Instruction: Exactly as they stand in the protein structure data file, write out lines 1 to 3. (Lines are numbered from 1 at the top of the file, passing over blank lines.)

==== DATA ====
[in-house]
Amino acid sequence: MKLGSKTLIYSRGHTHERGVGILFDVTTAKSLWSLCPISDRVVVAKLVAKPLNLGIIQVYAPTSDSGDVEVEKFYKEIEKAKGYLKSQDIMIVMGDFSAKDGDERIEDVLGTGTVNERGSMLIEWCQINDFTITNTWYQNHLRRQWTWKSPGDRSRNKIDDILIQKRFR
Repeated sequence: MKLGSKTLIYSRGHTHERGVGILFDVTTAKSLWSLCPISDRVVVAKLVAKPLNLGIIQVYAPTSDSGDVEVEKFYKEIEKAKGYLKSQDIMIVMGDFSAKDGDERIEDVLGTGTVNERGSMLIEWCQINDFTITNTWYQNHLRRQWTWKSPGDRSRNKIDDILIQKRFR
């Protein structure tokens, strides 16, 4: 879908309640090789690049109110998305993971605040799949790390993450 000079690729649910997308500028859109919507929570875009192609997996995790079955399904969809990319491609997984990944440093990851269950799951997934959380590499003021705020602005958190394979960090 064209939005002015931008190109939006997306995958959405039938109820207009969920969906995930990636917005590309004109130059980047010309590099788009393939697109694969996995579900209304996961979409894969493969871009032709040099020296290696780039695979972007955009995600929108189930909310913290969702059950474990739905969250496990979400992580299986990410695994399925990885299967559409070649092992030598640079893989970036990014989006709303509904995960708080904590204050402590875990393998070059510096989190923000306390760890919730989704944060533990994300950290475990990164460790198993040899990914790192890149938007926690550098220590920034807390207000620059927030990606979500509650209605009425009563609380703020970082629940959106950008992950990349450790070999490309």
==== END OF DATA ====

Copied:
[in-house]
Amino acid sequence: MKLGSKTLIYSRGHTHERGVGILFDVTTAKSLWSLCPISDRVVVAKLVAKPLNLGIIQVYAPTSDSGDVEVEKFYKEIEKAKGYLKSQDIMIVMGDFSAKDGDERIEDVLGTGTVNERGSMLIEWCQINDFTITNTWYQNHLRRQWTWKSPGDRSRNKIDDILIQKRFR
Repeated sequence: MKLGSKTLIYSRGHTHERGVGILFDVTTAKSLWSLCPISDRVVVAKLVAKPLNLGIIQVYAPTSDSGDVEVEKFYKEIEKAKGYLKSQDIMIVMGDFSAKDGDERIEDVLGTGTVNERGSMLIEWCQINDFTITNTWYQNHLRRQWTWKSPGDRSRNKIDDILIQKRFR